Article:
That was the evening a drunk driver crossed over the centerline on Fillmore Road, causing a collision that badly injured his mother Karen Miller and killed his 8-year-old sister, Lindsey Miller.
One also has to admit, though, that it may have been the most important day of Smith's life. While coping with the loss of his sister, Smith realized he wanted to go into law enforcement to help prevent a tragedy like his sister's from happening again.
Now a Putnam County Sheriff's deputy, Smith thinks about his about Lindsey whenever he dons his brown uniform.
"Since then, it's been my purpose to get into law enforcement and to prevent that from happening to somebody else. It's been a long road," Smith said.
That started when Smith began working as a jail officer at the Putnam County Jail not long after his high school graduation.
"I worked there several years. Due to money, I had to get some other jobs, but with the sole purpose of trying to come back and get on the road," Smith said.
But he eventually made his way back to the Sheriff's Department, becoming a deputy and graduating from the academy in May 2011.
While a deputy has a lot of duties, Lindsey is never far from his mind.
"I'll call my family members up and tell them I made another DUI arrest. It may not save anybody but there's a good chance it did."
In his eight months on the force following graduation, Smith was active enough to lead the department in DUI arrests with 33. He also won the 2011 Deputy of the Year award.
"He's just doing his job, above and beyond," Sheriff Steve Fenwick said of the award. "He's motivated because his sister got killed by a drunk driver. If he's motivated, then more power to him. That's what a police officer should do."
Department-wide DUI arrests are up. Fenwick pointed out that the Sheriff's Department made more than 100 DUI arrests in 2011 -- the first time they've reached the mark since the mid-1990s.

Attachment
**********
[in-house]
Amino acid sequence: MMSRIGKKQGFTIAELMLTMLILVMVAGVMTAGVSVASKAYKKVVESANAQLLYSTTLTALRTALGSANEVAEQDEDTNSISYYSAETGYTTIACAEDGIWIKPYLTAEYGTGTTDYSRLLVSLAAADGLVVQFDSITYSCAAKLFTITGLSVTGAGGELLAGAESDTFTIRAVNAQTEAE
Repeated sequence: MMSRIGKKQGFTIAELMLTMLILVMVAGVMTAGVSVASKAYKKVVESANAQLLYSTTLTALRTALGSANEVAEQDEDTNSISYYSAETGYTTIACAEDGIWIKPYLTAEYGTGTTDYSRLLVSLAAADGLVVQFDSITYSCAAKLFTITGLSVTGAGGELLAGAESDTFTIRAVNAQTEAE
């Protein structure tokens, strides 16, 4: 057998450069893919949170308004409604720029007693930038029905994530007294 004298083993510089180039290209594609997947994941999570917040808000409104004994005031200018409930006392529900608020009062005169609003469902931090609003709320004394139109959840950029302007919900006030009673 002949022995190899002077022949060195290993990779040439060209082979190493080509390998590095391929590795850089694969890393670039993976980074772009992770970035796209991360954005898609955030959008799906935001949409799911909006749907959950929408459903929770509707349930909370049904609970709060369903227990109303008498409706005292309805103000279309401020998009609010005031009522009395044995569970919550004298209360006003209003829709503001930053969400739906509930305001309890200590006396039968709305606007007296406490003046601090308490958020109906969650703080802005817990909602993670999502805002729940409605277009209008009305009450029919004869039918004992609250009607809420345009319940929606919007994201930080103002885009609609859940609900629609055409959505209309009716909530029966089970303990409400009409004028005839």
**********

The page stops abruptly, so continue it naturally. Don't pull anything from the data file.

"Any DUI you take off the streets is a potential killer in my opinion," Fenwick said.
Beyond being a deputy, though, Smith wants to do more to prevent drunk driving, not simply arrest people for it. Recently, he's been working on a presentation for middle school kids about his sister, the wreck and what he's done with his life since.
"It's something a little extra I can do -- not only arresting people for DUIs, but maybe preventing it from happening again," he said. "It's an age group where they can understand the importance of not drinking and driving. Hopefully it will keep one of them from doing it."
In the presentation, Smith tries to let the kids in a little bit on who his sister was and about the events surrounding the night she passed away.
"My girlfriend would dress Lindsey up in makeup and take her to the basketball games," Smith said. "She'd sit down on the first or second row and basically act like she was a cheerleader. That was her thing, she wanted to grow up and be a cheerleader."
On the night of Lindsey's death, though, Karen had taken her to the circus at the Greencastle Armory.
It's a harrowing story, and one that Smith hopes has as profound an effect on the kids who hear it as it did on him and his friends.
"I was one of those kids, probably, that they thought, 'T.J.'s a little hellion. He'll probably end up being in trouble someday.' Things happen and it changes your way of thinking," he said. "I never did drink and drive growing up, and a lot of my friends didn't either because they were affected by it."
Unfortunately, it's a sad story that didn't end the day of Lindsey's funeral. Karen remained in critical condition for months and to this day has never fully recovered, physically or emotionally.
"My mom couldn't even go to the funeral because she was in critical condition," Smith said. "It was really rough on the family because we told her Lindsey had died, but every time she would wake up she'd say, 'Where's Lindsey?' We had to relive that over and over and over again.
"One positive thing is she's pushed me to do what I've done and been really supportive of me," he added.
Someone else who's been supportive of Smith has been Sheriff Fenwick. Besides being his boss now, Fenwick was on the department in 1995 as the investigating officer in the crash, and the following year when Smith interviewed for a jail position.
"Steve had worked my sister's wreck. I didn't even know that until I went and applied at the jail," Smith said. "They had an interview board for jailers back then and he was actually on the board. He came to me after the interview and said, 'You're T.J. Smith, you're Lindsey's brother.' Come to find out, he'd worked the wreck."
In 1996 Fenwick also set the department record with 49 DUI arrests. It's a standard for which Smith is now aiming.
"So my goal this year is to beat his record," Smith said.
Besides the arrests, though, he's focusing on prevention.
"I've caught kids drinking and driving -- I've caught two kids that didn't even have a license yet," he said. "One kid tested .17. I couldn't believe it. I thought, 'What are you doing?'"
Smith just hopes to reach some of these kids before they make the wrong choices.